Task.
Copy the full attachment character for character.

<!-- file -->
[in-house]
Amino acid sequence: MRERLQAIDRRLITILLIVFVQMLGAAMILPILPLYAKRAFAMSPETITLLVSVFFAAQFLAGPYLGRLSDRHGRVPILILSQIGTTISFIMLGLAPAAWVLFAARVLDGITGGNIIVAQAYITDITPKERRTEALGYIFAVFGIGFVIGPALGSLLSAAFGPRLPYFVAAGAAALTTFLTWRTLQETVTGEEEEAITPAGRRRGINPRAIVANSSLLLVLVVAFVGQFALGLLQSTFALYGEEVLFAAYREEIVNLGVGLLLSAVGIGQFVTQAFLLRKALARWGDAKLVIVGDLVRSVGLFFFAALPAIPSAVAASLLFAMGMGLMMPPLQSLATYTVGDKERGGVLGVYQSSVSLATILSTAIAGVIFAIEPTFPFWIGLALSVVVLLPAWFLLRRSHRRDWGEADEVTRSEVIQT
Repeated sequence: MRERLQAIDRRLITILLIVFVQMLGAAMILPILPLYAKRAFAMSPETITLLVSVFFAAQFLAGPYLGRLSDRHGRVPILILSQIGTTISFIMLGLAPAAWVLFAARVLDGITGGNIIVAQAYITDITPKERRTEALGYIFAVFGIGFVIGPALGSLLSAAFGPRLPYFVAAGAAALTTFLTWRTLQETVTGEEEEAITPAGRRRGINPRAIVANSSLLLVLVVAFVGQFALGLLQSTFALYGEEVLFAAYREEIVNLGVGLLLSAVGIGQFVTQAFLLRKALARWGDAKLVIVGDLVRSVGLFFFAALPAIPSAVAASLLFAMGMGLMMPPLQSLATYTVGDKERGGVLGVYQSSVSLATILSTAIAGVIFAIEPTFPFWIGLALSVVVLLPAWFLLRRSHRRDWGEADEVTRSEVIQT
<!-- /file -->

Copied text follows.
[in-house]
Amino acid sequence: MRERLQAIDRRLITILLIVFVQMLGAAMILPILPLYAKRAFAMSPETITLLVSVFFAAQFLAGPYLGRLSDRHGRVPILILSQIGTTISFIMLGLAPAAWVLFAARVLDGITGGNIIVAQAYITDITPKERRTEALGYIFAVFGIGFVIGPALGSLLSAAFGPRLPYFVAAGAAALTTFLTWRTLQETVTGEEEEAITPAGRRRGINPRAIVANSSLLLVLVVAFVGQFALGLLQSTFALYGEEVLFAAYREEIVNLGVGLLLSAVGIGQFVTQAFLLRKALARWGDAKLVIVGDLVRSVGLFFFAALPAIPSAVAASLLFAMGMGLMMPPLQSLATYTVGDKERGGVLGVYQSSVSLATILSTAIAGVIFAIEPTFPFWIGLALSVVVLLPAWFLLRRSHRRDWGEADEVTRSEVIQT
Repeated sequence: MRERLQAIDRRLITILLIVFVQMLGAAMILPILPLYAKRAFAMSPETITLLVSVFFAAQFLAGPYLGRLSDRHGRVPILILSQIGTTISFIMLGLAPAAWVLFAARVLDGITGGNIIVAQAYITDITPKERRTEALGYIFAVFGIGFVIGPALGSLLSAAFGPRLPYFVAAGAAALTTFLTWRTLQETVTGEEEEAITPAGRRRGINPRAIVANSSLLLVLVVAFVGQFALGLLQSTFALYGEEVLFAAYREEIVNLGVGLLLSAVGIGQFVTQAFLLRKALARWGDAKLVIVGDLVRSVGLFFFAALPAIPSAVAASLLFAMGMGLMMPPLQSLATYTVGDKERGGVLGVYQSSVSLATILSTAIAGVIFAIEPTFPFWIGLALSVVVLLPAWFLLRRSHRRDWGEADEVTRSEVIQT